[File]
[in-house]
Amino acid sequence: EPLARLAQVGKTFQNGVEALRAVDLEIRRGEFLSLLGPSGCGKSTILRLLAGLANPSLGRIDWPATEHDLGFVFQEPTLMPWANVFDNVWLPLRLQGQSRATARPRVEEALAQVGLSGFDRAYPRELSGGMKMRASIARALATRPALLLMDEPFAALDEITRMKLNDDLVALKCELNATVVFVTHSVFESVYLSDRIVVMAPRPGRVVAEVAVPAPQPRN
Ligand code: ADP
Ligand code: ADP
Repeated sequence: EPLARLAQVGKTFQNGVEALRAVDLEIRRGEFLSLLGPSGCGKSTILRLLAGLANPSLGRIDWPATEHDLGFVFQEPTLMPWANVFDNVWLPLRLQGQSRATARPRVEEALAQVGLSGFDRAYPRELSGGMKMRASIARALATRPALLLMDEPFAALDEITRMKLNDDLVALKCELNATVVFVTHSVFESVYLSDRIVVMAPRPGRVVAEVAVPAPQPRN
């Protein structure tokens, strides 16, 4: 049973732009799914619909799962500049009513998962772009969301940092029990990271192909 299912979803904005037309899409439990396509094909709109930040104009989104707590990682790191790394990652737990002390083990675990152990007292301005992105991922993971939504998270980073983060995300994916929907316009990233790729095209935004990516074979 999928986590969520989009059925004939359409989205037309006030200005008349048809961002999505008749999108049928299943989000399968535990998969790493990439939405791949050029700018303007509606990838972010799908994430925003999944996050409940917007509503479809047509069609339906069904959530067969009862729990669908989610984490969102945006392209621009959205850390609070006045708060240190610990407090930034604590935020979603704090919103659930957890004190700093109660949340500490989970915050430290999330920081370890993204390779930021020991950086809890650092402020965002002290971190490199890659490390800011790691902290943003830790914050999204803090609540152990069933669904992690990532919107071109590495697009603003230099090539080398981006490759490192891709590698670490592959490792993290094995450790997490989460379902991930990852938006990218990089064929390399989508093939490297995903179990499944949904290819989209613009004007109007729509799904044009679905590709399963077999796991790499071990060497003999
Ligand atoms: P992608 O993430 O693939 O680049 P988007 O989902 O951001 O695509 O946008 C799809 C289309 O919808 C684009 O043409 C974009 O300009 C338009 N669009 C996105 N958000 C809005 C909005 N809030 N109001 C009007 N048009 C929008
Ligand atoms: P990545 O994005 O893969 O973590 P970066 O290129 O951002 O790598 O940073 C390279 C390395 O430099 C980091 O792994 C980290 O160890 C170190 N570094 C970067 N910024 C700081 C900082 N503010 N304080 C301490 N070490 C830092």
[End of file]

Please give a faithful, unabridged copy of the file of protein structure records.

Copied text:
[in-house]
Amino acid sequence: EPLARLAQVGKTFQNGVEALRAVDLEIRRGEFLSLLGPSGCGKSTILRLLAGLANPSLGRIDWPATEHDLGFVFQEPTLMPWANVFDNVWLPLRLQGQSRATARPRVEEALAQVGLSGFDRAYPRELSGGMKMRASIARALATRPALLLMDEPFAALDEITRMKLNDDLVALKCELNATVVFVTHSVFESVYLSDRIVVMAPRPGRVVAEVAVPAPQPRN
Ligand code: ADP
Ligand code: ADP
Repeated sequence: EPLARLAQVGKTFQNGVEALRAVDLEIRRGEFLSLLGPSGCGKSTILRLLAGLANPSLGRIDWPATEHDLGFVFQEPTLMPWANVFDNVWLPLRLQGQSRATARPRVEEALAQVGLSGFDRAYPRELSGGMKMRASIARALATRPALLLMDEPFAALDEITRMKLNDDLVALKCELNATVVFVTHSVFESVYLSDRIVVMAPRPGRVVAEVAVPAPQPRN
């Protein structure tokens, strides 16, 4: 049973732009799914619909799962500049009513998962772009969301940092029990990271192909 299912979803904005037309899409439990396509094909709109930040104009989104707590990682790191790394990652737990002390083990675990152990007292301005992105991922993971939504998270980073983060995300994916929907316009990233790729095209935004990516074979 999928986590969520989009059925004939359409989205037309006030200005008349048809961002999505008749999108049928299943989000399968535990998969790493990439939405791949050029700018303007509606990838972010799908994430925003999944996050409940917007509503479809047509069609339906069904959530067969009862729990669908989610984490969102945006392209621009959205850390609070006045708060240190610990407090930034604590935020979603704090919103659930957890004190700093109660949340500490989970915050430290999330920081370890993204390779930021020991950086809890650092402020965002002290971190490199890659490390800011790691902290943003830790914050999204803090609540152990069933669904992690990532919107071109590495697009603003230099090539080398981006490759490192891709590698670490592959490792993290094995450790997490989460379902991930990852938006990218990089064929390399989508093939490297995903179990499944949904290819989209613009004007109007729509799904044009679905590709399963077999796991790499071990060497003999
Ligand atoms: P992608 O993430 O693939 O680049 P988007 O989902 O951001 O695509 O946008 C799809 C289309 O919808 C684009 O043409 C974009 O300009 C338009 N669009 C996105 N958000 C809005 C909005 N809030 N109001 C009007 N048009 C929008
Ligand atoms: P990545 O994005 O893969 O973590 P970066 O290129 O951002 O790598 O940073 C390279 C390395 O430099 C980091 O792994 C980290 O160890 C170190 N570094 C970067 N910024 C700081 C900082 N503010 N304080 C301490 N070490 C830092």